της προθεσεως (ις εως) gen. "the consecrated [bread]" "God" is assumed, bread that is offered, set forth to God, so "consecrated" bread. The twelve "loaves of presentation to God" were placed on the altar on the Sabbath, and replaced the next. The priests ate the replaced bread.
ει μη "only for [priests]" .
φαγειν (φαγω) aor. inf. "to eat"
v27 δια + acc. "[was made] for" - [the Sabbath was created] on account although here leaning toward the benefit. The second use, δια το σαββατον, causal without any idea of benefit.
τον ανθρωπον "man" – some suggest that "Son of Man", rather than just "man" represents an Aramaic. The idea is that the Sabbath once given for Israel is now given to the world.
v28 ωστε + ind. "so" - is usually expressing result, but here expresses the authority of the Son of Man over the Sabbath. Neither Luke nor Matthew include v27 and so do not need to make a link with v28. They may well have noted the confusion caused by v27 and set it aside from the tradition to enable a proper focus on Jesus. Jesus goes to the heart of Sabbath Law teaching that it is designed for the enrichment of humanity, for the good of all.
του ανθρωπου "[the Son] of Man" takes up authority and rule at the right hand of the Ancient of Days is now in charge.
κυριος (ος) "Lord" - The capitalizing of "lord" in translations imply the word is a divine title, but "one who exercises authority" is what Jesus has in mind.
του σαββατου (ον) gen. "of the Sabbath" - idiomatic/of subordination; "over the Sabbath".
3:1 παλιν adv. "another time" - again. Temporal adverb.
εχων (εξω) pres. part. "with" - having [the hand having been withered]. The participle is adjectival, attributive, limiting "man", "a man was there who had a withered hand."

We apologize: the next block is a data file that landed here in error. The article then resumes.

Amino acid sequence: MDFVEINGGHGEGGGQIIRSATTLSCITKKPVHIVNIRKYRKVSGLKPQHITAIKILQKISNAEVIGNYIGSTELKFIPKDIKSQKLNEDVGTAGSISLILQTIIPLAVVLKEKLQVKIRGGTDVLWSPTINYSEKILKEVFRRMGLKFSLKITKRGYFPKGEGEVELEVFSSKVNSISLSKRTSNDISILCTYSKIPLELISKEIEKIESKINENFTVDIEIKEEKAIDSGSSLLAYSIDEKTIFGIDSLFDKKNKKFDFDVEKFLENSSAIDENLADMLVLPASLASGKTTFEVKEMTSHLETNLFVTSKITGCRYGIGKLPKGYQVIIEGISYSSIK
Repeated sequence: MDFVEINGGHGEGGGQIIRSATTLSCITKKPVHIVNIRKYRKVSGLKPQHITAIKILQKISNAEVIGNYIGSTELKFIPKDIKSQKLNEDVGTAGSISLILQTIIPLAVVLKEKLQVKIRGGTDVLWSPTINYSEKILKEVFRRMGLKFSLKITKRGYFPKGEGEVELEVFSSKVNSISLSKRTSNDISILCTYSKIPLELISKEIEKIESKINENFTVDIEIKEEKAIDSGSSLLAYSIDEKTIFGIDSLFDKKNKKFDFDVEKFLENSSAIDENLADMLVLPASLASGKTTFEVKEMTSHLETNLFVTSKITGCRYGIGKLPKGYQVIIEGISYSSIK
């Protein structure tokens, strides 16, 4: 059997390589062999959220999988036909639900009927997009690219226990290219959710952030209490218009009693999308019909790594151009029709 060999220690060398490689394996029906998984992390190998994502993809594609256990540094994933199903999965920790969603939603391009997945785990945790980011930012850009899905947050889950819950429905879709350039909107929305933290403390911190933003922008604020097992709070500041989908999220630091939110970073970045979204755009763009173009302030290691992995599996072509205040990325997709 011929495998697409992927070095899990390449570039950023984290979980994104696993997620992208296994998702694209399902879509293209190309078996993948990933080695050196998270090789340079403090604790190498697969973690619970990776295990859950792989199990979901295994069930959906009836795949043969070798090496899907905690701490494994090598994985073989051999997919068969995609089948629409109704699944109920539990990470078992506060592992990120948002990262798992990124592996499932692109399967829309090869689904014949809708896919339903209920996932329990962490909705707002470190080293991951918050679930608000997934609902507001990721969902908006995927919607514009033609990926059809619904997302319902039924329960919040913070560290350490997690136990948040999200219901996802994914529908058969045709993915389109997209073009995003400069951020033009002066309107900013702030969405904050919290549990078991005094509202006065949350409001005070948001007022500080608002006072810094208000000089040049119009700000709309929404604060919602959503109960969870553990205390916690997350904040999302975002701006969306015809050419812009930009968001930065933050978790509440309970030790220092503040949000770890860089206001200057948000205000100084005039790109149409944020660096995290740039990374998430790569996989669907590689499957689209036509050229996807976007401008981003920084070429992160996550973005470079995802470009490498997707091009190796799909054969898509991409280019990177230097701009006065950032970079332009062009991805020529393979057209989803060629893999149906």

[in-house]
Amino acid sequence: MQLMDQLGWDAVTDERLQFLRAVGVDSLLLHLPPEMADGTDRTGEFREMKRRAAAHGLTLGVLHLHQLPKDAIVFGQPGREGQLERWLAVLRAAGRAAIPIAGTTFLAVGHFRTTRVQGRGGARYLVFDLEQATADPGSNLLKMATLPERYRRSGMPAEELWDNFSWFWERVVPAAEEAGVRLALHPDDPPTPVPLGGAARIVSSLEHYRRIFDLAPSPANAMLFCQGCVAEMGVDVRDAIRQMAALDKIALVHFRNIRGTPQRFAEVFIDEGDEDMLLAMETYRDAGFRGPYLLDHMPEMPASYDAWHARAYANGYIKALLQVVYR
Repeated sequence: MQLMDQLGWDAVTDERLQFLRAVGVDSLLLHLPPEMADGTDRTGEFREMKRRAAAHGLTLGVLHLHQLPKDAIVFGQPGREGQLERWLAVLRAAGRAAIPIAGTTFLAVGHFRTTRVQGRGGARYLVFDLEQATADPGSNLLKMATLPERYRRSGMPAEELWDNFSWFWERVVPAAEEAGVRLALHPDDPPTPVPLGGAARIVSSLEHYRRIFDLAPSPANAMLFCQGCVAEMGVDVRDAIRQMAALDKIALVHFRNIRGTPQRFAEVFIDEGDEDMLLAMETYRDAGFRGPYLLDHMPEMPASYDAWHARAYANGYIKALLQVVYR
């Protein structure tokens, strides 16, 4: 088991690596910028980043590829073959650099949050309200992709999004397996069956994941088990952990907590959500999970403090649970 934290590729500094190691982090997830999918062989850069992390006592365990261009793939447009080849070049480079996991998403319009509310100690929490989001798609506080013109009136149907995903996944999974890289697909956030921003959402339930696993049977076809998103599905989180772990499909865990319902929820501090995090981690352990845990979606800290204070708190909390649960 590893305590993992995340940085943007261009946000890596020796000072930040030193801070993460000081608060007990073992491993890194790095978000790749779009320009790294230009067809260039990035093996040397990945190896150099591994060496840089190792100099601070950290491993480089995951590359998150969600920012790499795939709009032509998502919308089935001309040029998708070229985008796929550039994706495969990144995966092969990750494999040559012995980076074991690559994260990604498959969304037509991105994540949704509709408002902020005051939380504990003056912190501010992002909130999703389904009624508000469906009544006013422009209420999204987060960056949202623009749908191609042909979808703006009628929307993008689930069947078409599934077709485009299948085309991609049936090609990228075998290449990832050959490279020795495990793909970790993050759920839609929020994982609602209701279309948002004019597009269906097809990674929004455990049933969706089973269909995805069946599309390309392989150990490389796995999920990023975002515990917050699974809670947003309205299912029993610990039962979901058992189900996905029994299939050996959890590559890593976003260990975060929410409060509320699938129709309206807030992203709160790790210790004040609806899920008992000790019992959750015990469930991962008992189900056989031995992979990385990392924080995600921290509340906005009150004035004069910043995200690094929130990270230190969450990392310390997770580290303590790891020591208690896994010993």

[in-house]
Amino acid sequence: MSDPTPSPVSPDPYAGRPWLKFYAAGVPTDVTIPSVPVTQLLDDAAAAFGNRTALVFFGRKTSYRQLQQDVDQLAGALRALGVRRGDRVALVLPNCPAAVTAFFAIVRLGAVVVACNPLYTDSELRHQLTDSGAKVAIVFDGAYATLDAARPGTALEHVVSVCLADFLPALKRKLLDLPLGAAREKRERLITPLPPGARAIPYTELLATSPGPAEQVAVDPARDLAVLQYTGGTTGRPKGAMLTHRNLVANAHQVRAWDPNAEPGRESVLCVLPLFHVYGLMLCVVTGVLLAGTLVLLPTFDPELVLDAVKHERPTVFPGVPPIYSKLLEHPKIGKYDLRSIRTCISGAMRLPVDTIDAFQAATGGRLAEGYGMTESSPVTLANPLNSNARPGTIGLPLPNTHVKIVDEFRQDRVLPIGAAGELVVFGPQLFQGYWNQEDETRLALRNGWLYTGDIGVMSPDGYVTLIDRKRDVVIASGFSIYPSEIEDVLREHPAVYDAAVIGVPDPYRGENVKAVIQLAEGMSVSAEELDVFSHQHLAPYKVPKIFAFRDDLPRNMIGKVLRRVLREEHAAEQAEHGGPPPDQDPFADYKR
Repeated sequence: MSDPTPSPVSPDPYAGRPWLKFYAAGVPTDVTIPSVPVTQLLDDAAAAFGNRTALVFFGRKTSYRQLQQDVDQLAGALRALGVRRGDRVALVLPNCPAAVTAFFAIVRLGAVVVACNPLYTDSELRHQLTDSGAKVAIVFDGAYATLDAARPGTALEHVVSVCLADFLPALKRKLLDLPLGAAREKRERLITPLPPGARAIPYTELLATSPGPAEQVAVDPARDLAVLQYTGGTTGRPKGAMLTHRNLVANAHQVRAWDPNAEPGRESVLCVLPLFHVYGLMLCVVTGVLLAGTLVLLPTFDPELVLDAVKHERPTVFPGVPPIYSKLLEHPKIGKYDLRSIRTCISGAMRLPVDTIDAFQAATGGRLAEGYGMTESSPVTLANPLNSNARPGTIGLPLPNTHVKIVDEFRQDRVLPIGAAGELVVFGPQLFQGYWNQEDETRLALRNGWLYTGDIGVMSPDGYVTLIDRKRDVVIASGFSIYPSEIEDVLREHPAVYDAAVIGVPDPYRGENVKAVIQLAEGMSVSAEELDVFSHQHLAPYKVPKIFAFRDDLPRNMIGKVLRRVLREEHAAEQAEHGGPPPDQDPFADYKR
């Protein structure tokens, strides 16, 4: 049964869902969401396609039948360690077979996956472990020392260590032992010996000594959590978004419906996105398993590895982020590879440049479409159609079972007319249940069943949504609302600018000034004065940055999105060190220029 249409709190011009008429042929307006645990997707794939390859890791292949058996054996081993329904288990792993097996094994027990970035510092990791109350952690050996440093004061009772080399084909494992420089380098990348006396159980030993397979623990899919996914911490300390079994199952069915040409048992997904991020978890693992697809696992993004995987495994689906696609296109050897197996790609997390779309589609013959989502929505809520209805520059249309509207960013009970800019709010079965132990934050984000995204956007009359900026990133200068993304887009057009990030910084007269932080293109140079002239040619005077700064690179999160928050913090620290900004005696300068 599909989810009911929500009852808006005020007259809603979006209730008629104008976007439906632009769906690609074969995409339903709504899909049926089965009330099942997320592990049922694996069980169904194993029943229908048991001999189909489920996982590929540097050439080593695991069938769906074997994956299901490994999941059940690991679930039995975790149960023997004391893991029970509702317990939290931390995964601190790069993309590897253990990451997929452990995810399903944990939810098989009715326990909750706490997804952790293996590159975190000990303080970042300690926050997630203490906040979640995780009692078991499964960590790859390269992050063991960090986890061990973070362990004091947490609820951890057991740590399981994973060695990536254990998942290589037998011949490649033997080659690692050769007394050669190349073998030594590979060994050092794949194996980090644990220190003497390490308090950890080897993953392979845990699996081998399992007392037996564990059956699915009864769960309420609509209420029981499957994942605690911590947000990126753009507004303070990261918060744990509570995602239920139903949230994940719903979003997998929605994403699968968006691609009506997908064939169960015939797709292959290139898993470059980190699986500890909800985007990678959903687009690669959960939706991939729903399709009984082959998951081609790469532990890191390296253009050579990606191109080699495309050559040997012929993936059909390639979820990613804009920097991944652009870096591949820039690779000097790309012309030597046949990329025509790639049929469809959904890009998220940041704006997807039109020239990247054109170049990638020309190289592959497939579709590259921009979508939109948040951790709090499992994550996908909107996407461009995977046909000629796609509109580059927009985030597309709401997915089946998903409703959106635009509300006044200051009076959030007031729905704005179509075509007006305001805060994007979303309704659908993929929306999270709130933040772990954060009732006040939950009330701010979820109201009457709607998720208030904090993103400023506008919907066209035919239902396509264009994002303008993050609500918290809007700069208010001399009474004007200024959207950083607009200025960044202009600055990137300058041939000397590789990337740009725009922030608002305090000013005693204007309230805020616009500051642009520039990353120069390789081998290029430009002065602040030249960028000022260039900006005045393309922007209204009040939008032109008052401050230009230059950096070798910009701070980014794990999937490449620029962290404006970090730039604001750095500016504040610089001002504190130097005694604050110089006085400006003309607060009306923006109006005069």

εξηραμμενην (ξηραινω) perf. pas. part. "a shriveled [hand]" perfect tense is used to express a past event which has ongoing results.
την χειρα (χειρ ος) "hand" - the hand. - the article indicates possession.
v2 παρετηρουν (παρατηρεω) imperf. "some of them were looking" idiom, studying someone intently; the prefix παρα serving to intensify "they were watching." obviously the religious authorities.
ινα + subj. "for a reason to [accuse Jesus]" - expressing purpose.
θεραπευσει (θεραπευω) fut. "he would heal [him]" - the future tense is used with an interrogative ει to express the question that would be in the mind of those watching.
v3 λεγει (λεγω) pres. "Jesus said" - Historic present tense.
τω ανθρωπω (ος) dat. "to the man" - Dative of indirect object.
τω .... εχοντι (εξω) dat. pres. part. "with [the shriveled hand]" - articular participle is adjectival, limiting "man".
εγειρε εις το μεσον "stand up in front of everyone" - rise into the middle. Luke's εγειρε και στηθι εις το μεσον, "arise and stand into [in] the middle [of the gathering]", is somewhat more instructive than Mark's short talk.
v4 Given that the law is designed for good the logic of Jesus’ question is that "to refuse to do good is to do evil; and it could not be right to do evil on the Sabbath. The religious authorities remain silent because, given their legalist understanding of the law, they are unable to answer. The fact that their logic has forced them into a corner should prompt a reassessment of basic principles and a recognition that Jesus' humanitarian approach to law has something in it - that the Sabbath may have indeed been made for man. Their unwillingness to rethink their position rightly prompts Jesus' οργη, "anger".